In Westminster we knew without knowing on day Queen Elizabeth II passed

We knew it had happened before it was announced – not from an announcement, but a feeling.

During new Prime Minister Liz Truss’s speech about energy bills freezing on Thursday, something happened that became all anyone could talk about.

No, not a £150 billion package being announced which the government hasn’t said how it will pay for, but the passing of a note.

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Nadhim Zahawi, Chancellor of the Duchy of Lancaster, entered the chamber looking solemn, passed the note to the PM, and it began to circle through the room.

Prime Minister Liz Truss attends a service of prayer and reflection for her majesty Queen Elizabeth II at St Paul's Cathedral. Picture: Eamonn M. McCormack/Getty Images
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First the Conservative ministers, then to Sir Keir Starmer, before it spread through the Labour benches.

No announcement was made at that time, but seeing faces fall, the downcast and muted reactions of those so often at each other’s throats, you just knew.

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It was a knot in the stomach, a soft sickness of acknowledgment that the Queen was about to die.

In the corridors people simply said “it’s happening”, while WhatsApp messages constantly pinged.

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There were no other options and, if we didn’t know then, the confirmation the Queen was ill and “under medical supervision” all but confirmed it.

Gone was the traditional press release saying she was “in good spirits”, instead the word “comfortable” stuck out as grim confirmation.

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So we waited, knowing without knowing, writing other stories, all the while understanding the 96-year-old passing would take precedence over the biggest financial policy Truss will ever announce.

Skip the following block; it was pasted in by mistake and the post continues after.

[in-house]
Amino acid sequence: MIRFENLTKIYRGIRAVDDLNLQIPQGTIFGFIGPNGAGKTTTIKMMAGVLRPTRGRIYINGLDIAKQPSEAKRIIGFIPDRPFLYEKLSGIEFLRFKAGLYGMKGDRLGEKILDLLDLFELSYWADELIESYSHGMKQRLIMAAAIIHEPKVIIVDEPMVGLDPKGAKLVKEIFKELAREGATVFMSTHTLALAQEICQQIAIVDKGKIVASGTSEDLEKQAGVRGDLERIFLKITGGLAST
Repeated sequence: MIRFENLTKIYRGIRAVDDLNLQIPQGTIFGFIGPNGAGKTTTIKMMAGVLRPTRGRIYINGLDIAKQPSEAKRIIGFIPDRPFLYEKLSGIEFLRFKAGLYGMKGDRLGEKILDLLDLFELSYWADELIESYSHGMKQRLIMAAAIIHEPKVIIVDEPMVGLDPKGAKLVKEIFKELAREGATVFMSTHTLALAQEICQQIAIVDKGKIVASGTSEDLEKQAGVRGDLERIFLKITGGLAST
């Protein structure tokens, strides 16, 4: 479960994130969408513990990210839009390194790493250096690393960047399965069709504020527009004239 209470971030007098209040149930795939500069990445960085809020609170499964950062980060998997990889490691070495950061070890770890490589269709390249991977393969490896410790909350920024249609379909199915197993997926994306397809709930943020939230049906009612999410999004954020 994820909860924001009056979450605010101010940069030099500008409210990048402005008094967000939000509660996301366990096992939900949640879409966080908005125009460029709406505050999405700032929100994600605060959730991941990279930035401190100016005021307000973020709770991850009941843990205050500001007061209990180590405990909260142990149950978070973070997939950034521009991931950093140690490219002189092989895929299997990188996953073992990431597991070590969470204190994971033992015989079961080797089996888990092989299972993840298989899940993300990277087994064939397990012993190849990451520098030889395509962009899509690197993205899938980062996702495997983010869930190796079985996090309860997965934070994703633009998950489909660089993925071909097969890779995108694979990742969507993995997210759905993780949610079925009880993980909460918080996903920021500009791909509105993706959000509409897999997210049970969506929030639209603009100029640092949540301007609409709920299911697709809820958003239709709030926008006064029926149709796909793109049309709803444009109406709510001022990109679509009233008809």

I say “writing stories” – the mood was so sombre that speaking to MPs became almost impossible, with their parties ordering them to cease political campaigning, and stop talking to journalists as a result.

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Messages to MPs about appointments congratulating them, clear signs of contact building or basic kindness that seemed essential in the morning felt misjudged and insensitive after.

So we waited, or at least some of us did, with several outlets publishing that she had died based on a tweet from a fake BBC news account.

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Then there were the messages, with multiple contacts asking if we’d been told, as Westminster sought certainty, as if knowing earlier would make it easier to process.

Others messaged me and colleagues saying a friend knew someone who knew someone, and the announcement would be at six o’clock.

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The general sense was one of anguish, perhaps not so much about the Queen, but the certainty she offered.

I am no flag-waving patriot, do not believe in a monarchy and am baffled by those who do, but for so many in Westminster, love of country is why they are there.

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Across the political divide, people come to Parliament to make this country better because they love it, the Queen and what to them they both represent.

This is why when the news was finally confirmed, journalists, MPs and staffers huddled together in the parliamentary bars, hugging, crying and bearing witness to the end of an era.



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